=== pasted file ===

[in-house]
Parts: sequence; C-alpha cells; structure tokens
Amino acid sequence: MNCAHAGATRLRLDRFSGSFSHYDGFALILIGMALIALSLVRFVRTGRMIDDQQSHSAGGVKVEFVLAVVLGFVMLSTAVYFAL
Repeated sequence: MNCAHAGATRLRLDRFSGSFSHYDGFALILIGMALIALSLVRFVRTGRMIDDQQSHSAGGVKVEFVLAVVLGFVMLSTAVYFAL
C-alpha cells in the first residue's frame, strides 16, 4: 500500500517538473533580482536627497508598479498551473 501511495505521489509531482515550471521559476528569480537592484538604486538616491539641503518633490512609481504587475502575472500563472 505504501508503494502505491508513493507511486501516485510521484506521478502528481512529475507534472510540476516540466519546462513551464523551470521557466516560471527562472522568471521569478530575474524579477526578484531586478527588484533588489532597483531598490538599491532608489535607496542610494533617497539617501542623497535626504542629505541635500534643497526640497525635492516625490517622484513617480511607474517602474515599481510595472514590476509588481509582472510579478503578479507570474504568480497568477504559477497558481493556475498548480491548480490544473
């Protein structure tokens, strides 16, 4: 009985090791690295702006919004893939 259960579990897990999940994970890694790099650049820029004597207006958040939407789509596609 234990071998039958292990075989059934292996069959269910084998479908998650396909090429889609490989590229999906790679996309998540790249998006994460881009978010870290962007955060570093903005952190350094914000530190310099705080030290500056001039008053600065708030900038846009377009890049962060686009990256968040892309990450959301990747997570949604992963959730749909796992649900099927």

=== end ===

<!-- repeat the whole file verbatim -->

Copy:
[in-house]
Parts: sequence; C-alpha cells; structure tokens
Amino acid sequence: MNCAHAGATRLRLDRFSGSFSHYDGFALILIGMALIALSLVRFVRTGRMIDDQQSHSAGGVKVEFVLAVVLGFVMLSTAVYFAL
Repeated sequence: MNCAHAGATRLRLDRFSGSFSHYDGFALILIGMALIALSLVRFVRTGRMIDDQQSHSAGGVKVEFVLAVVLGFVMLSTAVYFAL
C-alpha cells in the first residue's frame, strides 16, 4: 500500500517538473533580482536627497508598479498551473 501511495505521489509531482515550471521559476528569480537592484538604486538616491539641503518633490512609481504587475502575472500563472 505504501508503494502505491508513493507511486501516485510521484506521478502528481512529475507534472510540476516540466519546462513551464523551470521557466516560471527562472522568471521569478530575474524579477526578484531586478527588484533588489532597483531598490538599491532608489535607496542610494533617497539617501542623497535626504542629505541635500534643497526640497525635492516625490517622484513617480511607474517602474515599481510595472514590476509588481509582472510579478503578479507570474504568480497568477504559477497558481493556475498548480491548480490544473
């Protein structure tokens, strides 16, 4: 009985090791690295702006919004893939 259960579990897990999940994970890694790099650049820029004597207006958040939407789509596609 234990071998039958292990075989059934292996069959269910084998479908998650396909090429889609490989590229999906790679996309998540790249998006994460881009978010870290962007955060570093903005952190350094914000530190310099705080030290500056001039008053600065708030900038846009377009890049962060686009990256968040892309990450959301990747997570949604992963959730749909796992649900099927």